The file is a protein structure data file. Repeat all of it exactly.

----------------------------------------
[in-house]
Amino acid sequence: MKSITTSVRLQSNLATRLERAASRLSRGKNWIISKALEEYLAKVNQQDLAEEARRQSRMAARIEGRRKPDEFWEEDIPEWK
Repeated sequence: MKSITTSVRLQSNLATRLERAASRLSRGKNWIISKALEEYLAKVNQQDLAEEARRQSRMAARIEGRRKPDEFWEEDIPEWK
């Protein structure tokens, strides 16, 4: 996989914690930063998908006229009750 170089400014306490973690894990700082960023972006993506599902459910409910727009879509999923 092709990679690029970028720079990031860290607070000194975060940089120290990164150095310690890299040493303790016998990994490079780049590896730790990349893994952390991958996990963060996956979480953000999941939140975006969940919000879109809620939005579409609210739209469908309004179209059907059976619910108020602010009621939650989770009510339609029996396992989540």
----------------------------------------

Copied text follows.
[in-house]
Amino acid sequence: MKSITTSVRLQSNLATRLERAASRLSRGKNWIISKALEEYLAKVNQQDLAEEARRQSRMAARIEGRRKPDEFWEEDIPEWK
Repeated sequence: MKSITTSVRLQSNLATRLERAASRLSRGKNWIISKALEEYLAKVNQQDLAEEARRQSRMAARIEGRRKPDEFWEEDIPEWK
């Protein structure tokens, strides 16, 4: 996989914690930063998908006229009750 170089400014306490973690894990700082960023972006993506599902459910409910727009879509999923 092709990679690029970028720079990031860290607070000194975060940089120290990164150095310690890299040493303790016998990994490079780049590896730790990349893994952390991958996990963060996956979480953000999941939140975006969940919000879109809620939005579409609210739209469908309004179209059907059976619910108020602010009621939650989770009510339609029996396992989540």